- There are problems in the organisational level; the Utkal train accident is a distressing example of how incompatible organisational goals connect to unsafe behaviour at the field level. Problems can be seen as- moving more people by continuously adding trains even when sections are saturated and focussing on increasing speed and punctuality and diverting freight earnings to subsidise passenger fares. These are incompatible with the declared objective of safety, especially when there is a shortage of capacity to run existing services.
- Unless the numbers of trains can be brought down to what the system can handle without cutting corners in track, signalling and rolling stock maintenance, there is no way to make the system both safe and punctual. The problem is further exacerbated by a lack of money to replace old assets or purchase spares.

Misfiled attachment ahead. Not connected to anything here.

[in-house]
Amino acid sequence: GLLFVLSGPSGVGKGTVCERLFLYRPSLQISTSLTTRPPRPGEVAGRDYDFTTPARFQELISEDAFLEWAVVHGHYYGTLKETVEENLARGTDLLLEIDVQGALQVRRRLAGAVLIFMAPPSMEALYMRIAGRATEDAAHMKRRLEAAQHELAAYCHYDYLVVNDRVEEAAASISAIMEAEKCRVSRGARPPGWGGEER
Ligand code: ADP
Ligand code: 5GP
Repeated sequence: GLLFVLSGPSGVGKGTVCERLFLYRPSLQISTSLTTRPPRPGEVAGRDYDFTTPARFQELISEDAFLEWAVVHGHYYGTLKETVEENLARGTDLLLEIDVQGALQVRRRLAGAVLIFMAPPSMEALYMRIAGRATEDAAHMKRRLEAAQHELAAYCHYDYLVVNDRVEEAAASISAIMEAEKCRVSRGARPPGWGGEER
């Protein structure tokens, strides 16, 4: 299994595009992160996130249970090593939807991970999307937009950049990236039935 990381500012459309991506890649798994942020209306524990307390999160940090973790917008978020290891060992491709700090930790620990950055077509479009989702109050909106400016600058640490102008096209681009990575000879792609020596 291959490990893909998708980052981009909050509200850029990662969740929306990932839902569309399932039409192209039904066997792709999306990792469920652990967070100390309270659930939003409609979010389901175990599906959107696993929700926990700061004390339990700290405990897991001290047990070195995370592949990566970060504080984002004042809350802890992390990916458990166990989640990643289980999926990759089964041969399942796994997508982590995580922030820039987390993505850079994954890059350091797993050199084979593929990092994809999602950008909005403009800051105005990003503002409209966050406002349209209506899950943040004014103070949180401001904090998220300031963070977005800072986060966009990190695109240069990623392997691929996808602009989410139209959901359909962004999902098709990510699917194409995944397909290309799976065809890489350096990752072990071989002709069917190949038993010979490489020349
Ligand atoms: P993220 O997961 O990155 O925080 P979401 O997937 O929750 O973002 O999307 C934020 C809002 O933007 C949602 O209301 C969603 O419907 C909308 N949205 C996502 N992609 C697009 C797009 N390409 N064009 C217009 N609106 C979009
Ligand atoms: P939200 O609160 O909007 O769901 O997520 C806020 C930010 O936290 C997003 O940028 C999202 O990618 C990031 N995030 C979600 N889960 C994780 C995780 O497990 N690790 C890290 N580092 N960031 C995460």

- The policy makers should devote time for the maintenance systems to stabilise even at the cost of delaying trains. There is also a need to restore the well-established practice of field inspections at all levels to grasp what is happening in the field and also need to ensure money for maintenance and replacement of aged assets.
Question– Indian Railways is the fifth biggest rail network in the world with 1.3 million employees and it is a massive task to streamline its operations. Explain the reasons for the insufficient internal resource generation, which has not been able to keep pace with the growing operating expenses.
Synoptic line: It throws light on the issue of recently launched ‘Pradhan Mantri Sahaj Bijli Har Ghar Yojana’ -“Saubhagya”. (GS paper II)